Well well well, what do we have here? It seems that Apple's use of the term '4G' in its new iPad naming structure is causing quite a stir in Australia, with the confusion that LTE and 4G is bringing worldwide leaving The Australian Competition and Consumer Commission unimpressed.
Although the first ten days of the new iPad have been relatively successful - particularly regarding initial sales - it hasn't passed without its usual dose of hitches and gripes.
Even by Apple's impeccably-high standards, the launch of the new iPad over the past seven days has gone exceptionally well. The usual congregation of devotees could be found outside any given Apple Store last Friday morning, waiting to get their hands on the Retina-toting, 5 megapixel-snapping, LTE compliant device.
Apple's recording breaking product, the new iPad, is not even a week old yet, but that hasn't stopped a subset of users picking up faults with the third-generation device. The new iPad officially went on sale last Friday, with Apple announcing in the last few days the they managed to ship a staggering three million units within the first weekend, making it the most successful iPad launch to date. Users have been queuing up outside Apple Stores in the hope of getting their hands on the tablet which features an A5X dual-core processor, a 5 mega-pixel rear camera and a beautiful high-resolution Retina display which contains a whopping 3.1 million pixels.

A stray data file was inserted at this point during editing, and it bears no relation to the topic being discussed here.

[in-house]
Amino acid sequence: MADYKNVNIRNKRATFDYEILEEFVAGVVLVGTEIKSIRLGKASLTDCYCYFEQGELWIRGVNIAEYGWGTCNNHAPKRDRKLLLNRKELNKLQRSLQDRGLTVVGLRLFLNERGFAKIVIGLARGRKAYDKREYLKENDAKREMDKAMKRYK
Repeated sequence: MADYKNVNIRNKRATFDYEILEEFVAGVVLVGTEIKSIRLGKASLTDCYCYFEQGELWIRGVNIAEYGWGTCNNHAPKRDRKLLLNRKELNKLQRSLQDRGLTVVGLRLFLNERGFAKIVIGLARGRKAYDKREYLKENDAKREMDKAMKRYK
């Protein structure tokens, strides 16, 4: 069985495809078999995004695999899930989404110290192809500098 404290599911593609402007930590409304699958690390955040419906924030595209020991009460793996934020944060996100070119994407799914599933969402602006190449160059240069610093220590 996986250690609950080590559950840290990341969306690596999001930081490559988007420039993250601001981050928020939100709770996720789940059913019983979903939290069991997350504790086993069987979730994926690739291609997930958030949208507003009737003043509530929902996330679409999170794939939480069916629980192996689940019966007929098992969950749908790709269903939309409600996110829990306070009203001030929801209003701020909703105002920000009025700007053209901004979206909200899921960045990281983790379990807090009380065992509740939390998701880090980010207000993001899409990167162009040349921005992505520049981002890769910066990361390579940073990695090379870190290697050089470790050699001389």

Believe it or not, and we still choose not to, but one young man has taken a more, helpless iPad and had at it with a couple of guns. The result? Utter devastation and, unsurprisingly, a devastated iPad.
Earlier today, Tim Cook revealed that sales of the third installment of his company's iPad tablet were the fastest to date, although refused to disclose exactly how many of the Retina-toting devices had been sold.
Apple's flagship tablet has dominated a market to which it is credited with creating when the first iPad back in 2010, and with Tim Cook revealing "record" sales - at the company’s uncalled for conference call - for last weekend's launch, that dominance isn't showing any sign of petering out.
User interface designer Lukas Mathis decided he wanted to know what the new iPad's Retina display looked like up close and personal so he did what any self respecting geek would do. He went out, got an iPad and then shoved it under the nearest microscope he could find. The result is some handy comparison shots between Apple's new tablet and the one it has replaced, the iPad 2.
Now that the new iPad is finding its way into the hands of those who were either willing to stand outside their local Apple Store or to hit refresh on the online equivalent, everyone is asking the same question: just how much better than the iPad 2 is this new, third generation version?
Today's the day that many avid iPad fans have been waiting for, and scores of consumers turned out for the overnight queue preceding the worldwide launch this morning.